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Thread: Bored and wrong

  1. #1
    Forum Member Rescue101's Avatar
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    Default Bored and wrong

    Well I got bored over the weekend and took the troops to the field to do a little research.Specifically to confirm or dispel the "myth"of pulling columns on FWD vehicles.We spent all day Sunday pulling columns on a wide variety of FWD vehicles and I have to admit this myth is BUSTED! NOT ONE of the columns we pulled violently snapped back.Some had a little more energy than others but I would say based on the research we did that it is still a viable technique to gain a little clearance.One thing we did do is use a HD nylon strap(like the linesmen use on poles) rather than a chain on the column.It didn't cut into the column as bad.On another angle,if your patient has their feet caught up in the pedals or under the dash,you should use this technique with due caution.So as much as I hate to say it,I was wr,wr... oh I still can't say it.Try it on your next drill,T.C.
    Last edited by Rescue101; 05-29-2006 at 04:20 PM.


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    Forum Member Bones42's Avatar
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    Never admit you were wrong, just that you weren't right.

    Don't worry, I'm sure someone will come on here and say it should never be done because they will break. Even though you actually did it and found opposite.
    "This thread is being closed as it is off-topic and not related to the fire industry." - Isn't that what the Off Duty forum was for?

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    Default

    My idol, Mr Tom Wehr, the inventor of the Glas-Master and Colum-Master, has pulled hundreds of colums on all types for cars, front, rear, old, new, domestic, import and has stretched them wayyyy past the point of practical and has never had the "violent explosion" that we have always heard about.

    "This myth is BUSTED"

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    Exclamation

    I'll agree, use reasonable force and movement when pulling columns. Shouldn't be a problem.
    Developer and Sr. Presenter, Team Xtreme
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    Forum Member RyanEMVFD's Avatar
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    Any other myths to bust?
    NREMT-P\ Reserve Volunteer Firefighter\Reserve Police Officer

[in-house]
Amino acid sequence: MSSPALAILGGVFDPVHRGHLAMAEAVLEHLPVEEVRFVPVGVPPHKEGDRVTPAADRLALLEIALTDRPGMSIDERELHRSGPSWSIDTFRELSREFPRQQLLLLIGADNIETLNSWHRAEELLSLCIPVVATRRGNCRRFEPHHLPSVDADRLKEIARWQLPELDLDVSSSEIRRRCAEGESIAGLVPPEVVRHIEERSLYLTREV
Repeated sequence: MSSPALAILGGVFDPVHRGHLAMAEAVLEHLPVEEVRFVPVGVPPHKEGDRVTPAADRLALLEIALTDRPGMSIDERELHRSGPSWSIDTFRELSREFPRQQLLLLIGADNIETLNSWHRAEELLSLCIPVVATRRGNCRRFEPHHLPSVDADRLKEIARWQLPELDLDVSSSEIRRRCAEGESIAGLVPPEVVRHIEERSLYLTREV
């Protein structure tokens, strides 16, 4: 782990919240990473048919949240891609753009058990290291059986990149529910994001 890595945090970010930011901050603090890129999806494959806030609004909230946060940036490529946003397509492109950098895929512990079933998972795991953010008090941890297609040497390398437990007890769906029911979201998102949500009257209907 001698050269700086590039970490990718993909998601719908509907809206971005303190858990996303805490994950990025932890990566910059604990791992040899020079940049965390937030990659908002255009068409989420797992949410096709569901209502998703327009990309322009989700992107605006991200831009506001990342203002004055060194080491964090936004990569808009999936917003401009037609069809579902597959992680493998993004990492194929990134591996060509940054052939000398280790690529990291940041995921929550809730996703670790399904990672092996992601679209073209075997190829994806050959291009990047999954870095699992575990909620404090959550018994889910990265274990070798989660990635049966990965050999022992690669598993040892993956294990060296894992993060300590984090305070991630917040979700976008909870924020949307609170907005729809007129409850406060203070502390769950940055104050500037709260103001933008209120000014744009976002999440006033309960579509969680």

IACOJ Attack

    Experts built the Titanic, amateurs built the Ark.

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    Let's see,
    1)Hollywood has the whole world believing that every car crash ends in a firey explosion
    2) Spring loaded center punchs lose their spring tension ... Not true, the tips mushroom because the glass is harder then the steel therefore you lose the 10,000 pounds per square inch needed to break the surface tension of the tempered glass. Simply resharpen
    3) Brand X tool will never work with brand Y tool... Not true, you need 3 things for tools to be compatable ... the same presure, the same fluid and the same couplings. Do you really think that pump knows whats on the other end of the hose?
    4) We must buy brand X because the company down the road has brand X so we are compatable ...See above. And when was the last time that you pluged you tool into your neighbors pump??
    5) TERC compititions are just for those "Top Notch" teams. Not true, they are for everyone. They are the single most educational event in the extrication world.... Get to one near you SOON !!!

    These myths are BUSTED !!
    Thats all I can think of for now, I'm sure that their are many more.

    Zmag

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    Exclamation Any more?

    As Mike says, there are many. How many can you think of?

    Like glass is a carcinogen and we all must wear masks while extricating. While there may be some points in fact, overall I don't think it is a grave danger to us. What do you think?
    Developer and Sr. Presenter, Team Xtreme
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    Forum Member RyanEMVFD's Avatar